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‘A Party for 26 Miles’: Harvard Students Run 2024 Boston Marathon

A runner celebrates after crossing the finish lane at the 128th Boston Marathon on Monday.
A runner celebrates after crossing the finish lane at the 128th Boston Marathon on Monday. By Katherine A. Harvey
By Madeleine A. Hung and Azusa M. Lippit, Crimson Staff Writers

BOSTON — Tens of thousands of spectators cheered, played music, and held handmade signs in 70 degree heat at the 128th Boston Marathon on Monday as runners — among them several Harvard College students and recent alumni — traversed a hilly 26.2 miles from Hopkinton to the Copley Square finish line.

After the race, finishers recovered and caught up with supporters while lounging in the Boston Common and Public Garden under blossoming trees.

“It was like a party for 26 miles. People were cheering, there were kids high-fiving everybody, all the signs you could think of in the world,” runner Sarah M. Rojas ’25 said.

Students said they saw spectators holding signs with a range of amusing and motivational messages, including “On a scale of one to ten, you’re a 26.2” and “Hurry up, and then you can drink after this.”

Will C. Leonard ’24 — who ran a 2:41:21 time and finished in the top 2 percent of runners — said his friends made a particularly touching sign using his name.

“Unfortunately I didn’t actually see it during the race, I only caught a glimpse of it, but it said ‘Horsepower has nothing on willpower,’” Leonard said.

The Harvard College Marathon Challenge — a group of Harvard affiliates that often fundraises and distributes charity bibs — did not receive any spots this year. In order to participate, students either had to run a qualifying time in a previous race or could fundraise for a charity.

Rojas — who fundraised for the Boston Public Library — said she wrote an essay and interviewed before raising $5,000 for the charity.

“It’s always been my dream to run this marathon, ever since I got into Harvard,” said Rojas, a Crimson Arts editor.

Kieran S. McDaniel ’27 said he has wanted to run the Boston Marathon since reading Christopher McDougall’s “Born to Run” during his junior year of high school.

“It talked about a lot of inspiring running stories — a lot of ultramarathoners — and I thought, ‘maybe this is something I could try,’” McDaniel said.

McDaniel said he struggled during the race due to a coughing fit that made it hard to breathe, but he pushed through to finish in three hours and 27 minutes.

“Around halfway, I realized that okay, maybe I should just turn this into a run and focus on finishing,” he said. “So that’s what I did.”

Alexi Stavropoulos ’24, who fundraised for Massachusetts General Hospital’s pediatric cancer research in order to qualify, said the run was “an insane experience.”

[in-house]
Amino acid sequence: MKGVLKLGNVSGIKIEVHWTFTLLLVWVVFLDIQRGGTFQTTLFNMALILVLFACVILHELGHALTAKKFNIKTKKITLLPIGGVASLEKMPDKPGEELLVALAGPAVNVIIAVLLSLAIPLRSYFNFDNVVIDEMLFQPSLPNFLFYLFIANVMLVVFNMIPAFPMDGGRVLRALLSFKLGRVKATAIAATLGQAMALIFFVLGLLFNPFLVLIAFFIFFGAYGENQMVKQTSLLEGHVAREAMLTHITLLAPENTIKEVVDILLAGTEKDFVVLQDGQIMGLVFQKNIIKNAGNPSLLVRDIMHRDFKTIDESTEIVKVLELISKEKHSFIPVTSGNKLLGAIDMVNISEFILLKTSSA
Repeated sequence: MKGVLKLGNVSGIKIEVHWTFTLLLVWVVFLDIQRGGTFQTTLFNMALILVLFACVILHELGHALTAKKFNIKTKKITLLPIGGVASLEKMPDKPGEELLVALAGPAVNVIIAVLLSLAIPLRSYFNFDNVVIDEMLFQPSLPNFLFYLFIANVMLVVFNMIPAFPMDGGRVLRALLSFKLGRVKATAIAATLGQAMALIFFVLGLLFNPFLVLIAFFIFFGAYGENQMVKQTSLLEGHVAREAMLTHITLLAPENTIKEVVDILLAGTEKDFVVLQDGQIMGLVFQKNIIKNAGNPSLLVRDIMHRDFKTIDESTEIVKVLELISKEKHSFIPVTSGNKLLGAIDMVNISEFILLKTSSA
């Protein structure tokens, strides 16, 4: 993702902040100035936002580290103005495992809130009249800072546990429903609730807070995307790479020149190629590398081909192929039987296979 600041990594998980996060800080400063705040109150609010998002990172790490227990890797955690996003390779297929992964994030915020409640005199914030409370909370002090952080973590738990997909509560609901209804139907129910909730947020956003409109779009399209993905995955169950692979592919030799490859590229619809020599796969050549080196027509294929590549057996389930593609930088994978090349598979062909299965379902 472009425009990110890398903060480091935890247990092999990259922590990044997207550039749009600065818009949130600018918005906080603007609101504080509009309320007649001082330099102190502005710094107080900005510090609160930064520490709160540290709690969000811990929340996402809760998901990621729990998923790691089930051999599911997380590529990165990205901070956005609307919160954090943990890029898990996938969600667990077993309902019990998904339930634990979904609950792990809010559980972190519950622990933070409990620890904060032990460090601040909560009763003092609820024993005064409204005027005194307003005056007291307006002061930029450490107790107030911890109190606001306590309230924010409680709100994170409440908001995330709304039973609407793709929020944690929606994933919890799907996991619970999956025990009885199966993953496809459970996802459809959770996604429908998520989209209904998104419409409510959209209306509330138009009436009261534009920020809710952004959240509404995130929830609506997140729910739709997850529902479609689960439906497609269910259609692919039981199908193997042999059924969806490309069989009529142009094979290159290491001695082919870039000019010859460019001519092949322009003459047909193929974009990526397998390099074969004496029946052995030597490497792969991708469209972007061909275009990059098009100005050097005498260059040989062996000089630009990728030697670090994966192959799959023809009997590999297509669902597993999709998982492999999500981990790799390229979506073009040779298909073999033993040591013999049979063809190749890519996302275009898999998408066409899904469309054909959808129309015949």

“When you’re running, there’s constantly noise coming from people supporting you, but then there’s also all the people that are in the same physical state,” Stavropoulos said. “It’s like your person just gets dissolved with everyone else and it’s just a one, collective movement.”

A spectator holds a sign saying "We did it, Joe" from the sidelines of the race.
A spectator holds a sign saying "We did it, Joe" from the sidelines of the race. By Ike J. Park

Though the sunny weather provided perfect conditions for spectators, some students said it made the run difficult.

“A lot of people on the course were saying ‘We trained in the winter, and we’re racing in the summer,’” Rojas said.

Several students said they also struggled with the hills in the course, particularly Heartbreak Hill, an infamous section of the course at mile 20.

Benjamin G. Ford ’26 said he found it difficult to “keep up with hydration” in the sweltering heat at his second marathon.

“You see a lot of — I guess you would call it — carnage, around you,” Ford said. “A lot of runners getting taken out in wheelchairs, a lot of walking.”

“But I definitely was very dedicated to finishing the race,” Ford added. “I kind of told myself — no matter what — I would crawl across that line.”

According to Luke R. Laverdiere ’23 — who raced alongside three of his former teammates from the College’s track and field team — the energy of the crowd was essential to make it through the course’s notorious hills and the intensifying heat.

“They gave me a big boost at each of those points that I really needed,” Laverdiere said of the cheering spectators.

Students also described the months-long training process as rewarding, despite difficulties balancing classes and time-intensive preparation.

“Sometimes they take away from each other, being in class and having to train as well,” McDaniel said. “But I think more often than not they complement each other as well, because each builds my discipline in different ways.”

“I would be a slower runner, and probably a worse learner, without the influence of both of those in my life,” he added.

—Staff writer Madeleine A. Hung can be reached at

—Staff writer Azusa M. Lippit can be reached at Follow her on X @azusalippit or on Threads @azusalippit.

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